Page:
Organisers hope one million people will show for the event. The railways are offering tickets for a symbolic 1 zloty (27 cents, 23 euro cents) to around 40 destinations on the border.

Those who are unable to attend can instead catch the event live on ultra-Catholic broadcaster Radio Maryja.

The goal is to pray for world peace, according to Father Pawel Rytel-Andrianik, spokesman for the Polish Bishops’ Conference.

“The initiative obviously received the approval of Poland’s bishops,” he told AFP, emphasising that it would be wrong to view the event as a prayer against the arrival of Muslim refugees.

“It is not a matter of closing ourselves off to others. On the contrary, the point of bringing the rosary to the borders is to break down walls and open ourselves up to Russians, Belarussians, Slovaks, Ukrainians and Germans,” he said.

But for the nationalist Catholic activist Marcin Dybowski, it is clear “that a religious war between Christianity and Islam is once again underway in Europe, just like in the past.”

“Europe has been invaded by Islam, which doesn’t respect our mores, our civilisation. The (terrorist) attacks leave behind hundreds of victims. Europe only makes a show of protecting borders,” he said.

Dybowski, an editor of religious books, is behind the Rosary Crusade for the Motherland, a religious and political initiative bringing together ultra-Catholic nationalists.

“The reality is that there are no borders. (German Chancellor Angela) Merkel opened them up to a large extent,” he told AFP.

“Poland is in danger. We need to shield our families, our homes, our country from all kinds of threats, including the de-Christianisation of our society, which the EU’s liberals want to impose on us,” he said.

“Austria and Hungary built barbed-wire walls against refugees. We’re using prayer to create a spiritual barrier against the dangers of terrorism.”

by Maja Czarnecka
Saturday is the Feast of Our Lady of the Rosary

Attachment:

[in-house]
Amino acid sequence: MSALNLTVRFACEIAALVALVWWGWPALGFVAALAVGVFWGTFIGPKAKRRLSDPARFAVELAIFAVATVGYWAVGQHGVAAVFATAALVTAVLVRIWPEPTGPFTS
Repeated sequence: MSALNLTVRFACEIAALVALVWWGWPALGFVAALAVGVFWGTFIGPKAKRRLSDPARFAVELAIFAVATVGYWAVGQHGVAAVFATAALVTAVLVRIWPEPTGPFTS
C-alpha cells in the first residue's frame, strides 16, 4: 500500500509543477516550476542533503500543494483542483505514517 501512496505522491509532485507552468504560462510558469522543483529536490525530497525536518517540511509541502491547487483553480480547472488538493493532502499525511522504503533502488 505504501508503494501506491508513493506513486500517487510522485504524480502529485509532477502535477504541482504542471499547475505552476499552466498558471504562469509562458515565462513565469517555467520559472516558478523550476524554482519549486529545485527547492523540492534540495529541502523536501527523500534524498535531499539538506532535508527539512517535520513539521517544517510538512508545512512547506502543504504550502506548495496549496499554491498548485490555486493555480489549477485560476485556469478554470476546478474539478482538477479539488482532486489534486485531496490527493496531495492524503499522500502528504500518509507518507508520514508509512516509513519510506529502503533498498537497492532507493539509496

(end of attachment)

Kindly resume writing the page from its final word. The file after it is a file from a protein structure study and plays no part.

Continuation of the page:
Russia is hacking and harassing NATO soldiers, report says

October 6, 2017

The latest efforts by the Kremlin to disrupt NATO deployment include face-to-face harassment of soldiers using personal data. Some experts have said these tactics can easily turn deadly.

Soldiers of the Bundeswehr, the German armed forces, prepare to drive Marder light tanks onto a train for transport to Lithuania

US and NATO alliance officials said they are concerned about reports that troops on NATO’s frontlines in the Baltic states and Poland have been personally confronted by strangers who possess personal details about them.

The Wall Street Journal reported Russia is using advanced surveillance techniques, including drones and covert antennas, to pull data from smartphones being used by soldiers deployed as part of the alliance’s “enhanced Forward Presence” (eFP) in Estonia, Latvia, Lithuania and Poland. The WSJ story includes personal accounts of military personnel being approached in public by a person they believed was a Russian agent conveying personal details about them for purposes of intimidation.

Speaking at NATO headquarters, US Ambassador to NATO Kay Bailey Hutchison said the matter is being looked into. “We will definitely be bringing it up,” Hutchison pledged. One of the Army officers who told the WSJ his phone had been hacked was an American lieutenant colonel who feared the Russians were tracking him with it.

Belgien US-Botschafter bei der NATO Kay Bailey Hutchison (T. Schultz)US Ambassador to NATO Kay Bailey Hutchison says she’ll be raising the issue of Russian hacking of allied troops.

“We have seen attempts to undermine troops deployed in this part of our alliance, but our personnel are well-prepared to perform the mission at hand, despite these hybrid challenges,” a NATO military official explained. “The safety and security of our personnel is always a top priority for NATO, as well as for all contributing and host nations.”

The official, who was not authorized to give his name, emphasized that “all necessary measures” are being taken “protect the mission” and networks, and that personnel are being trained to be vigilant “as part of their daily routines, including online.”

From The Wall Street Journal:


NATO to Increase Counterterrorism Funding in Line With Trump Agenda

October 5, 2017

France was holdout on increasing common budget funding over audit concerns

In this Feb. 9 photograph, an Italian soldier from NATO's Resolute Support Mission trains Afghan soldiers on the outskirts of Herat.
In this Feb. 9 photograph, an Italian soldier from NATO’s Resolute Support Mission trains Afghan soldiers on the outskirts of Herat. PHOTO: AREF KARIMI/AGENCE FRANCE-PRESSE/GETTY IMAGES

BRUSSELS—The U.S. has reached an agreement with holdout France to increase NATO funding for counterterrorism programs, clearing a significant obstacle to the Trump administration’s agenda for the alliance.